Biography: Jeremy DeJournett serves as the technical lead and acting Chief Technology Officer for Ideal Medical Technologies. He graduated from the North Carolina School of Science and Mathematics in May 2012, and completed a Bachelor of Science in Electrical Engineering from the University of Illinois at Urbana-Champaign in May 2018. While in college, he worked with a NASA funded CubeSat lab through the Satellite Development Organization, and successfully delivered the CubeSail satellite to Rocket Lab in March of 2018. He was responsible for delivering high level technical reports to principal investigators, as well as translating requirements into technical specifications for the embedded software development team that he led. In parallel to this work, he was key to the development of Ideal Medical Technologies’ technical stack. During the fall of 2015, he completed the first major revision of the FUSION software, which was used to run a pre-clinical trial at Wake Forest in December 2015. The following summer, he developed the FUSION simulator, which was used to perform large scale combinatorial analysis of the FUSION software, and to demonstrate the efficacy of the control methodologies in both typical and difficult clinical and non-clinical scenarios. Through winter of 2016 and spring of 2017, he further extended the FUSION simulator to support other glucose controllers that have seen clinical use, which was used to publish a comparative study of the FUSION controller. He successfully integrated the FUSION controller with the EIRUS CE marked continuous glucose monitor from Getinge, AB, and tested this working prototype in pre-clinical trials in October 2018. This work included fault tolerance analysis, drug delivery verification, and user interface improvements. He has produced all of the system design and technical documentation required for the Investigational Device Exemption application to the FDA.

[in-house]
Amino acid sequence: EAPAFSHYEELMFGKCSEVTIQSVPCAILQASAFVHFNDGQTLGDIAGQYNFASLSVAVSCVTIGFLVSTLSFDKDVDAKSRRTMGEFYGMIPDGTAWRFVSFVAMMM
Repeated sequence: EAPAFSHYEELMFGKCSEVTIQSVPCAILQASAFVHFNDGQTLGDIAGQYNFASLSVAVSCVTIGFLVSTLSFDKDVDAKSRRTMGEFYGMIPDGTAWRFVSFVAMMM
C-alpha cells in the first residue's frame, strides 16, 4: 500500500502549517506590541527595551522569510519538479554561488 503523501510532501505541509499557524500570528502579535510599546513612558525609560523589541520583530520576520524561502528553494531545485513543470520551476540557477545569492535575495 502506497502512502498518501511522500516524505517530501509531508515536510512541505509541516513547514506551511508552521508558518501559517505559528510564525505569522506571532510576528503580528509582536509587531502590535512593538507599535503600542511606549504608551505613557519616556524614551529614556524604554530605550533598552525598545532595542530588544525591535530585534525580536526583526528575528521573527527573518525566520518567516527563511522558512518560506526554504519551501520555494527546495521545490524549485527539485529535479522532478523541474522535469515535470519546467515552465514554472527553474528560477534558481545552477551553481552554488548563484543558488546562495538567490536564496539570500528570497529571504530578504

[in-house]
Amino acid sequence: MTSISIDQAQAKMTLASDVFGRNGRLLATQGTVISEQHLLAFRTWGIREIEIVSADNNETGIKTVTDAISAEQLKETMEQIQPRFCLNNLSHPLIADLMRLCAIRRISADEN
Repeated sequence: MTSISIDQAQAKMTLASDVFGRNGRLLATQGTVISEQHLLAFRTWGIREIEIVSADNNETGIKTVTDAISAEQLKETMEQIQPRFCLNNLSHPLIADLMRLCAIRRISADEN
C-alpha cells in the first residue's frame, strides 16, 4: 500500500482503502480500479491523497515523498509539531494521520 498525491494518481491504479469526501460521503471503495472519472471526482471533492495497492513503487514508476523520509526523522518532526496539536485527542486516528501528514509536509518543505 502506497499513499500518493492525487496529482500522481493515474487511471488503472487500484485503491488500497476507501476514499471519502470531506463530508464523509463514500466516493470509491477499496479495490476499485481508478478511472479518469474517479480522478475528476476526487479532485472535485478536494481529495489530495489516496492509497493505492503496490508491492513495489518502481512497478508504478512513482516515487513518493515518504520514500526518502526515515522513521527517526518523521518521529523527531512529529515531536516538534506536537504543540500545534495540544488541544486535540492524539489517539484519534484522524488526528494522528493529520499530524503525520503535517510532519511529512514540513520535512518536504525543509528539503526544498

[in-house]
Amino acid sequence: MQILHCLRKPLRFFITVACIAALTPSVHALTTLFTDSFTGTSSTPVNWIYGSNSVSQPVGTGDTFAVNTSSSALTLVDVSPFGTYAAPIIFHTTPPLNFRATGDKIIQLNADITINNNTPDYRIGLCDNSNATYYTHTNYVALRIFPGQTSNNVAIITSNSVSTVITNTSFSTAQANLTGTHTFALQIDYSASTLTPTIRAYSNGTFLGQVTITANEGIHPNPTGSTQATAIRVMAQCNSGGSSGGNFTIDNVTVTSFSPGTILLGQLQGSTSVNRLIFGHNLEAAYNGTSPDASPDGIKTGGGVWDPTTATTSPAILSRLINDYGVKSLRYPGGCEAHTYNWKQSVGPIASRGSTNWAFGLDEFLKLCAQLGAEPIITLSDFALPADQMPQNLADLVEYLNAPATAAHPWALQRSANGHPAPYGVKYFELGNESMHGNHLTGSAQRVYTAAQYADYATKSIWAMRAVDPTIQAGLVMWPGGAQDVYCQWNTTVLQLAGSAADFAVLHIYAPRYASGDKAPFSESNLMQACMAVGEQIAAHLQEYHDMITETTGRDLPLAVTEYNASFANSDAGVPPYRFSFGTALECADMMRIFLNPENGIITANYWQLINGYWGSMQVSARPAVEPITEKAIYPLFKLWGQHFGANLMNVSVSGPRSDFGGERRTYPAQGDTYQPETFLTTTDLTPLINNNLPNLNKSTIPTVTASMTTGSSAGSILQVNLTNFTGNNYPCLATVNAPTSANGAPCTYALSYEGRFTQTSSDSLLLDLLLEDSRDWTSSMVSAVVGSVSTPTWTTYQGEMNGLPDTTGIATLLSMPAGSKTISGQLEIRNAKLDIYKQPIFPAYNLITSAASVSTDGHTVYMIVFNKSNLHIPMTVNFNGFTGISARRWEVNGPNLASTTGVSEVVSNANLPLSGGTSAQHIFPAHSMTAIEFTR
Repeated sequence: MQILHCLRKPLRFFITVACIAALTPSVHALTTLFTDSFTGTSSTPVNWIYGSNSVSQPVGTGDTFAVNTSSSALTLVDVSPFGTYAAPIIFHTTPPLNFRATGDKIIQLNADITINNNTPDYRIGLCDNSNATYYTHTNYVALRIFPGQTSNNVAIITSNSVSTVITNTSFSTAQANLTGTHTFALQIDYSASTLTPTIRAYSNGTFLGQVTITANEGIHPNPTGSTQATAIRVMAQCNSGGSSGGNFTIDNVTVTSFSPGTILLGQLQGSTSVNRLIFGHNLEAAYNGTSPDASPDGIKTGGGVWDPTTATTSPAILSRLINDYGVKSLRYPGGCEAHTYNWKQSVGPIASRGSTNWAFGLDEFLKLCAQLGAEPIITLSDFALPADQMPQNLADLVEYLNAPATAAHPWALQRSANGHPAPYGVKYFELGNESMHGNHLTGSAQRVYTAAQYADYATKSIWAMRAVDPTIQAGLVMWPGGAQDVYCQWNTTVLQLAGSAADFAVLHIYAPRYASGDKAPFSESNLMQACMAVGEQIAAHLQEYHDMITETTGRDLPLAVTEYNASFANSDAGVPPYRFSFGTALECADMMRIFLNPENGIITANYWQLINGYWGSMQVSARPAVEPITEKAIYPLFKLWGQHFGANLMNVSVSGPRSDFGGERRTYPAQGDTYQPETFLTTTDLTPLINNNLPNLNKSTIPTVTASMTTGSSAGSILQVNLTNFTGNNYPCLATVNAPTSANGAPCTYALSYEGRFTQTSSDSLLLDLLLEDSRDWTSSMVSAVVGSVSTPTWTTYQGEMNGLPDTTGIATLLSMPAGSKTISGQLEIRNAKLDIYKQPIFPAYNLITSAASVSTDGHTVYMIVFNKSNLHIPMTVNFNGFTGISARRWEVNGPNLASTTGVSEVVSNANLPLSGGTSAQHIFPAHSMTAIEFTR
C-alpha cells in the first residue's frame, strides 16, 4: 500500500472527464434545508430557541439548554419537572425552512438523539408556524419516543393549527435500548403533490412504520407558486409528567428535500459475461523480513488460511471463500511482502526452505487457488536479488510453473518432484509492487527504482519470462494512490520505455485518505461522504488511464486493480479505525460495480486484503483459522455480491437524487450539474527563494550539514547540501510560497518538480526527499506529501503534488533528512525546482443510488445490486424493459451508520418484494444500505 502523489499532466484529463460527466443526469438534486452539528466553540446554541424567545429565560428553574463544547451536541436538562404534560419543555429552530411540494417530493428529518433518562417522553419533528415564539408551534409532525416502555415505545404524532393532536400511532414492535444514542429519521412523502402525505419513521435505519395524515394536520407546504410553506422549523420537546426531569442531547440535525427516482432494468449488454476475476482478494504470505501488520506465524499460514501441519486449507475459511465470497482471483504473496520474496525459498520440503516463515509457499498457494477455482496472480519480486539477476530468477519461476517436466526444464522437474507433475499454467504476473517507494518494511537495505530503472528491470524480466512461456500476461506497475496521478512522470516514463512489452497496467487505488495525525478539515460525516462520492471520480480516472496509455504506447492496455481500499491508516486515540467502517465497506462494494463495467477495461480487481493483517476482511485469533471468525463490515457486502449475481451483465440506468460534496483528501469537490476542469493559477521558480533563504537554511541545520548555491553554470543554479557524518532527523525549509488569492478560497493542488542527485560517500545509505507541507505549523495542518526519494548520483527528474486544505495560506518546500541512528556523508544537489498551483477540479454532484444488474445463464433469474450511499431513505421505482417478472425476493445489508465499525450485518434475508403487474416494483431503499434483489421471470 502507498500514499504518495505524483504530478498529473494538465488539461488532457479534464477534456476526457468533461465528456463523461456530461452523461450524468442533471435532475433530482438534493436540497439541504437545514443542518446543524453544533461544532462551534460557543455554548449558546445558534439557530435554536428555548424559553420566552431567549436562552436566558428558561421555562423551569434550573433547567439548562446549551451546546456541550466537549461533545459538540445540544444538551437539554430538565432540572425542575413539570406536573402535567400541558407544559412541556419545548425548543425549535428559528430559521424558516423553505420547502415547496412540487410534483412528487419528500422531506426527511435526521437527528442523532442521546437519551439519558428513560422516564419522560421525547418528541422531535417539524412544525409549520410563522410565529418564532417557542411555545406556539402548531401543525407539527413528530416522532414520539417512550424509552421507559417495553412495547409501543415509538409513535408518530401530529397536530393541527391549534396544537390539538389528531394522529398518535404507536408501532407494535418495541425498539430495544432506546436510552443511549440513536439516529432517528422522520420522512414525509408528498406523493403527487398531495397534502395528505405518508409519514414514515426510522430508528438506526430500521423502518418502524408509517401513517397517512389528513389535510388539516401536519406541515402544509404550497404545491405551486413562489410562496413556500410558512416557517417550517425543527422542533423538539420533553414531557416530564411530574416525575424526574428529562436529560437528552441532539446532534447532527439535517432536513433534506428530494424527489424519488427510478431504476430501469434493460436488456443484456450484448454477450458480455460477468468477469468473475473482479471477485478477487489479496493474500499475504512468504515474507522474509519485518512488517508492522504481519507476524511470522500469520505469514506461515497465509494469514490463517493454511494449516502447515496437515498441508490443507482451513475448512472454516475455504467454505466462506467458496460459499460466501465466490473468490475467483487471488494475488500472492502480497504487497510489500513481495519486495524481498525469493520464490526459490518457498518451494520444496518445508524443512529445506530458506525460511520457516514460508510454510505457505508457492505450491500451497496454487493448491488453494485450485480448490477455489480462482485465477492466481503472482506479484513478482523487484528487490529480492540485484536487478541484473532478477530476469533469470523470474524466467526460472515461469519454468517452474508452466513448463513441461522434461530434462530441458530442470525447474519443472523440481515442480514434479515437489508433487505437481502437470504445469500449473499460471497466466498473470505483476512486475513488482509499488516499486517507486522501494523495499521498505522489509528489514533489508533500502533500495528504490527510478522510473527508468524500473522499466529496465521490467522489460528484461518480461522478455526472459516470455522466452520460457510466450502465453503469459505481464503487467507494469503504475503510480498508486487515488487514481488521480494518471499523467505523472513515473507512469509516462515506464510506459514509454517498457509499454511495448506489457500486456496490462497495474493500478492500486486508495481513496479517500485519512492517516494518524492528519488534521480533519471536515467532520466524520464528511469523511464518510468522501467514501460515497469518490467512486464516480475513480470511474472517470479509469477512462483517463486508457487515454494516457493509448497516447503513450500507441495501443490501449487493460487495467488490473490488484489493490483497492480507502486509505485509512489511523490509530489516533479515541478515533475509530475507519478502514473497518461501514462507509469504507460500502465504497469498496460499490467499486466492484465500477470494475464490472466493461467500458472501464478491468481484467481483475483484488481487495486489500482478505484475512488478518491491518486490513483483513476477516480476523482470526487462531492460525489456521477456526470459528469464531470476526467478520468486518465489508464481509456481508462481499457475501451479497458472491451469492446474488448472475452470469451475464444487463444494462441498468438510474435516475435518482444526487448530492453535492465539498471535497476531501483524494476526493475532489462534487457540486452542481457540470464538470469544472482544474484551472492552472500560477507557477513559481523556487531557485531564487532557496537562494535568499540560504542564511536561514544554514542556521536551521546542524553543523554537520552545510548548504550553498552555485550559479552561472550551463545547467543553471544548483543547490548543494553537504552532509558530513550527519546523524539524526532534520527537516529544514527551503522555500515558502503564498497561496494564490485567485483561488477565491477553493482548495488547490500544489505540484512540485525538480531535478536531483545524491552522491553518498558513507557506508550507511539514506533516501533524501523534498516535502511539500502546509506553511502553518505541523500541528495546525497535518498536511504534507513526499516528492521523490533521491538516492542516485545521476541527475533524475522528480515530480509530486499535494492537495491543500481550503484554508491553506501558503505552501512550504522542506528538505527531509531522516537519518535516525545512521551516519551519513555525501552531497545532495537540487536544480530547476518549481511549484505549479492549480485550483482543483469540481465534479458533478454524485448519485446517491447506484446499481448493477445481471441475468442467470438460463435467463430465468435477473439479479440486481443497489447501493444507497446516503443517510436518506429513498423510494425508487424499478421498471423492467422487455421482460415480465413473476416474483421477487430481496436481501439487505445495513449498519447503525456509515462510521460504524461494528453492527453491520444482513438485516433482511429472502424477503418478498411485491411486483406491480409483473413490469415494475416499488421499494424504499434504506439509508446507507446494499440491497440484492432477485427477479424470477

Title: Chief Technical Officer